Cabral-Marques O, Riemekasten G. Vascular hypothesis revisited: role of stimulating antibodies against angiotensin and endothelin receptors in the pathogenesis of systemic sclerosis. Autoimmun Rev. 2016;15(7):690–4.
Kobayashi S, Tang R, Wang B, Opgenorth T, Stein E, Shapiro E, et al. Localization of endothelin receptors in the human prostate. J Urol. 1994;151(3):763–6.
Le Brun G, Moldovan F, Aubin P, Ropiquet F, Cussenot O, Fiet J. Identification of endothelin receptors in normal and hyperplasic human prostate tissues. Prostate. 1996;28(6):379–84.
Godara G, Pecher S, Jukic DM, D’Antonio JM, Akhavan A, Nelson JB, et al. Distinct patterns of endothelin axis expression in primary prostate cancer. Urology. 2007;70(1):209–15.
Qiao L, Liang Y, Li N, Hu X, Luo D, Gu J, et al. Endothelin-A receptor antagonists in prostate cancer treatment-a meta-analysis. Int J Clin Exp Med. 2015;8(3):3465–73.
Civantos Calzada B. Aleixandre de Artinano A. Alpha-adrenoceptor subtypes. Pharmacol Res. 2001;44(3):195–208.
Kobayashi S, Tang R, Shapiro E, Lepor H. Characterization and localization of prostatic alpha 1 adrenoceptors using radioligand receptor binding on slide-mounted tissue section. J Urol. 1993;150(6):2002–6.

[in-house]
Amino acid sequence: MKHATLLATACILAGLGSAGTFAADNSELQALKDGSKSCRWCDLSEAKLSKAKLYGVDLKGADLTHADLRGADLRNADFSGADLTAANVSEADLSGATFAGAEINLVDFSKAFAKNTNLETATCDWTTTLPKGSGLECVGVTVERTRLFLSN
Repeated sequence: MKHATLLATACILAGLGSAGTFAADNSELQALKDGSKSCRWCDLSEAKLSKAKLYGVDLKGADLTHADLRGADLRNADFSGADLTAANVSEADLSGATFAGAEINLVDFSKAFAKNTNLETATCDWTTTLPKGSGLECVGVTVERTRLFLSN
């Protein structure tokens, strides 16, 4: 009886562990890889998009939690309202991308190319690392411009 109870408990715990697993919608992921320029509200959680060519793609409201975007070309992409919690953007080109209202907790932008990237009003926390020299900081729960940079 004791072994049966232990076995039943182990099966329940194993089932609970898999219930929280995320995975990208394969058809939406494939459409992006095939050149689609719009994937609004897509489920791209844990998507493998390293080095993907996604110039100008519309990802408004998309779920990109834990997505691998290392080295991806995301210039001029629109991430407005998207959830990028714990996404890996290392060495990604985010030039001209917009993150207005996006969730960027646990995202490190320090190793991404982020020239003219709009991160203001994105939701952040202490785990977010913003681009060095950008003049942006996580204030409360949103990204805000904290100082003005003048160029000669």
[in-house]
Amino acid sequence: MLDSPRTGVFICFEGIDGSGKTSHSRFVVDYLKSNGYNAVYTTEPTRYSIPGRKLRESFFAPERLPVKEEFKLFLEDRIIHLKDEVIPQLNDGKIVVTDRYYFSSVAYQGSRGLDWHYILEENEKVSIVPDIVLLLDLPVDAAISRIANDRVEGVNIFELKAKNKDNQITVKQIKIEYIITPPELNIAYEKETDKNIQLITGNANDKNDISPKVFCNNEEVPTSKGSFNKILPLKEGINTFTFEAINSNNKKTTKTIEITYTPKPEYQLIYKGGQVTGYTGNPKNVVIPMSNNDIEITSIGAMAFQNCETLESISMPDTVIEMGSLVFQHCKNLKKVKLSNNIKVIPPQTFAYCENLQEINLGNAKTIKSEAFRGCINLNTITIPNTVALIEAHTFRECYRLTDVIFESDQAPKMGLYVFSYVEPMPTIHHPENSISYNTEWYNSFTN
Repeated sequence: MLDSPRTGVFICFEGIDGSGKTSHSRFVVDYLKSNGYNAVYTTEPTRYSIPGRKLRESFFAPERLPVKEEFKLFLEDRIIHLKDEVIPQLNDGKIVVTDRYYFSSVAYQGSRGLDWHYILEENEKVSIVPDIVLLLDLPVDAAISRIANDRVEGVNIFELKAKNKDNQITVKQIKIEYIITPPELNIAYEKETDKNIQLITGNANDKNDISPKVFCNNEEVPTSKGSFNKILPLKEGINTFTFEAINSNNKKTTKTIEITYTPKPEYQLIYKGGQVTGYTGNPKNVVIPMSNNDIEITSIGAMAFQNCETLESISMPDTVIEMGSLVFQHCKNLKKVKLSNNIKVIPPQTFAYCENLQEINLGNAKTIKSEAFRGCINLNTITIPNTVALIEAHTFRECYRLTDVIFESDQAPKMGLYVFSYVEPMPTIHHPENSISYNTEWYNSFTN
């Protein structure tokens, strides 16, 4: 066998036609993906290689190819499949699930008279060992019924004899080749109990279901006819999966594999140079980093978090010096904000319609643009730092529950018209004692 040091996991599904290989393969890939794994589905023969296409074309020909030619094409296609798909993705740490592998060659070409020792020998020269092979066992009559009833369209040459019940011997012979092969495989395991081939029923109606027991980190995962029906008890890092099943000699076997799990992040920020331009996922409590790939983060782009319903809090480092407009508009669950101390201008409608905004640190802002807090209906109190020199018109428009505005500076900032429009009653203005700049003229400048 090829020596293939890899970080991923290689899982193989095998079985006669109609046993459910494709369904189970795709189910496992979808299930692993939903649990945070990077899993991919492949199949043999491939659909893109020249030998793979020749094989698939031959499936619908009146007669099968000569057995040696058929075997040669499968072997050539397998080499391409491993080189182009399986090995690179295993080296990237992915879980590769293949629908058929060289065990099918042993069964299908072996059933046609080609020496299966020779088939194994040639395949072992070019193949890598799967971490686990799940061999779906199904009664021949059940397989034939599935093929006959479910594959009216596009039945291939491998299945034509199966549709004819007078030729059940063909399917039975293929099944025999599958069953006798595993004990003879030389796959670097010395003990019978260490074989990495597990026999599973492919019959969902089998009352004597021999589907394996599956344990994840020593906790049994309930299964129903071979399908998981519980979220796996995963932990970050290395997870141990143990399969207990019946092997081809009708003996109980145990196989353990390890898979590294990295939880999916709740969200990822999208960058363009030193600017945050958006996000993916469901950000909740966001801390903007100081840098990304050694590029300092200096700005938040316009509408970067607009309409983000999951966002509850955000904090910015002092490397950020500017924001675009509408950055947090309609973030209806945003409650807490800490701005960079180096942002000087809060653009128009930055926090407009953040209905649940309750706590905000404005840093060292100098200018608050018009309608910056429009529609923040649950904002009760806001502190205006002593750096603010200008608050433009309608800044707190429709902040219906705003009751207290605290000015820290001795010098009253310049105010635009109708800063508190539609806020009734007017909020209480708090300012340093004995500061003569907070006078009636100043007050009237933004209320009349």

Kojima Y, Sasaki S, Shinoura H, Hayashi Y, Tsujimoto G, Kohri K. Quantification of alpha1-adrenoceptor subtypes by real-time RT-PCR and correlation with age and prostate volume in benign prostatic hyperplasia patients. Prostate. 2006;66(7):761–7.
Moriyama N, Yamaguchi T, Takeuchi T, Sakamoto E, Ueki T, Tsujimoto G, et al. Semiquantitative evaluation of alpha1A-adrenoceptor subtype mRNA in human hypertrophied and non-hypertrophied prostates: regional comparison. Life Sci. 1999;64(3):201–10.
Thebault S, Flourakis M, Vanoverberghe K, Vandermoere F, Roudbaraki M, Lehen’kyi V, et al. Differential role of transient receptor potential channels in Ca2 + entry and proliferation of prostate cancer epithelial cells. Cancer Res. 2006;66(4):2038–47.
Batty M, Pugh R, Rathinam I, Simmonds J, Walker E, Forbes A, et al. The role of alpha1-adrenoceptor antagonists in the treatment of prostate and other cancers. Int J Mol Sci. 2016;17(8):1339.
Elias F. Detection of Trypanosoma cruzi DNA and analysis of the B cell in the heart tissue of patients with chronic Chagas’ heart disease. Dissertation. Dissertation, FU Berlin 2011.
Elies R, Fu LX, Eftekhari P, Wallukat G, Schulze W, Granier C, et al. Immunochemical and functional characterization of an agonist-like monoclonal antibody against the M2 acetylcholine receptor. Eur J Biochem. 1998;251(3):659–66.
Hoebeke J. Molecular mechanisms of anti-G-protein-coupled receptor autoantibodies. Autoimmunity. 2001;34(3):161–4.